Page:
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AustinAnywhere

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About AustinAnywhere

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    Hermit Crab
  1. Hey all, I have an Ikelite 200DL with their vacuum system, and I've really liked it so far. That said, one thing irks me about setup. They recommend that you do a test in a dunk tank without the camera housing to check for leaks, then take the back door off again to put the camera in, before doing another test with the camera in it. My problem is that after the no-camera dunk test I always end up with a wet main o-ring and have to completely redo the rear seal. It feels like I'm just introducing more risk this way vs if I just did a careful, dry, initial setup with the camera installed, then pulled a vacuum and checked it the next morning. I always give the housing overnight to detect any loss of the internal vacuum. So, if you are using a vacuum system and leaving the housing overnight, do you really need to do that extra dunk with an empty housing? What is your setup routine with your vacuum system? Thanks, Austin
  2. Can't seem to edit the post above any longer, so below is a link to all the files on Thingiverse. I've included a thicker version of the bottom rail if you want something stiffer, and also a modified version of the mount which is flat so it can fit housings other than Ikelite. Link: https://www.thingiverse.com/thing:4586545
  3. Hello everyone, I thought my first post should be something that others might find useful. After quite a bit of saving and waiting I recently bought an Ikelite 200DL housing to hold my Canon EOS R. I've been out twice with it and love it, but found with the 8 inch acrylic dome that it's quite front-buoyant and after several hours of freediving with it that will start to cause some strain on my hand/wrist. I know Ikelite makes a trim rail, but I didn't want to spend money I'd rather save for strobes in the future. Lucky for me, I have access to a 3D printer and some filament that holds up well to saltwater & UV. With $1 in filament and a $1.50 in hardware from the local store, I have myself a fully adjustable trim rail that accepts most hard dive weights (only tested up to 2LB). The "base" that connects to the housing base plate, via the 1/4-20 threaded hole and a bolt, is also designed as a kind of handle (for in-water use only). That part is designed to mate with the shape of the housing base plate, but I can make it flat if there's interest from people with housings other than Ikelite that still have the 1/4-20 tripod mount. The bottom "rail" that the weight is ziptied to does not flex when in the water, and could be made thicker to accept more than 2LB if needed - it slides back and forth like the Ikelite rail system to move the counterweight as needed. Anyways, let me know if you have any thoughts or would like the design files to 3D print one for yourself. Happy to share and I hope this helps others who might be on a budget like I am. I'll post the design tomorrow on Thingiverse (a 3D printing file repo) and will update this post with the link. Might try to get some video of it in the water this weekend. It's a simple design that most printers should be able to handle and is plenty strong enough for the task. Hope it's helpful, Austin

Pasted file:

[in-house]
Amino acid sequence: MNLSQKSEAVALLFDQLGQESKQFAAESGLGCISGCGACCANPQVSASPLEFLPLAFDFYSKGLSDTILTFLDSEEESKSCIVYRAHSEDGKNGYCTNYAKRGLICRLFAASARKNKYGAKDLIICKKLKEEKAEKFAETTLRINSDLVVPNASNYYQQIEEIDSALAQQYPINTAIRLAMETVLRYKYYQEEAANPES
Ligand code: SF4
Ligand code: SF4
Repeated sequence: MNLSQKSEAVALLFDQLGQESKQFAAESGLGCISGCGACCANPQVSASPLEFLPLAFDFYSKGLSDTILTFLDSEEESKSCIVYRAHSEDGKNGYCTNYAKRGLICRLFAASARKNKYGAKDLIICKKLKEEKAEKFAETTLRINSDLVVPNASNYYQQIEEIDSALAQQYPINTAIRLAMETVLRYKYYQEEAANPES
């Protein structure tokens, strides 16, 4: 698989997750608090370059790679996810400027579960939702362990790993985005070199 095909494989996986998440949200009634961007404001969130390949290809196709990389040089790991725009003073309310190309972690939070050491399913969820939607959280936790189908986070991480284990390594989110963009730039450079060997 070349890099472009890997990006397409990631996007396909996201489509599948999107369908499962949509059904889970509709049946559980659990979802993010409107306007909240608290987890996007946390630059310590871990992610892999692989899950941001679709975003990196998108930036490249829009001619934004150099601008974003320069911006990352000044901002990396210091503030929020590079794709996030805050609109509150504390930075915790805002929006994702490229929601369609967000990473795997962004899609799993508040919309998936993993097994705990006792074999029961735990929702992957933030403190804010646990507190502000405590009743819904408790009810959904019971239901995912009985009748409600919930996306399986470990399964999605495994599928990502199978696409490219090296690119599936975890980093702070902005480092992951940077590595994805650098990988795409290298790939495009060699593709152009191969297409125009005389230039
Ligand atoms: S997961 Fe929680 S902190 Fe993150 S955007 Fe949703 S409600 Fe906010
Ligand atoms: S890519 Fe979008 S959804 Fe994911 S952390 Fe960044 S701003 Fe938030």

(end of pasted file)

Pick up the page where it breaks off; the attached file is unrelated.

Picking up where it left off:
4. Hello from Oahu, I am a PhD student and coral ecologist studying coral disease, the coral microbiome, and disease forecasting. After almost a decade of saving up and shooting on land I recently bought and Ikelite housing for my Canon EOS R and am getting out into the water with it every chance I get. Looking forward to meeting more folks online and especially some people in my area. Best, Austin
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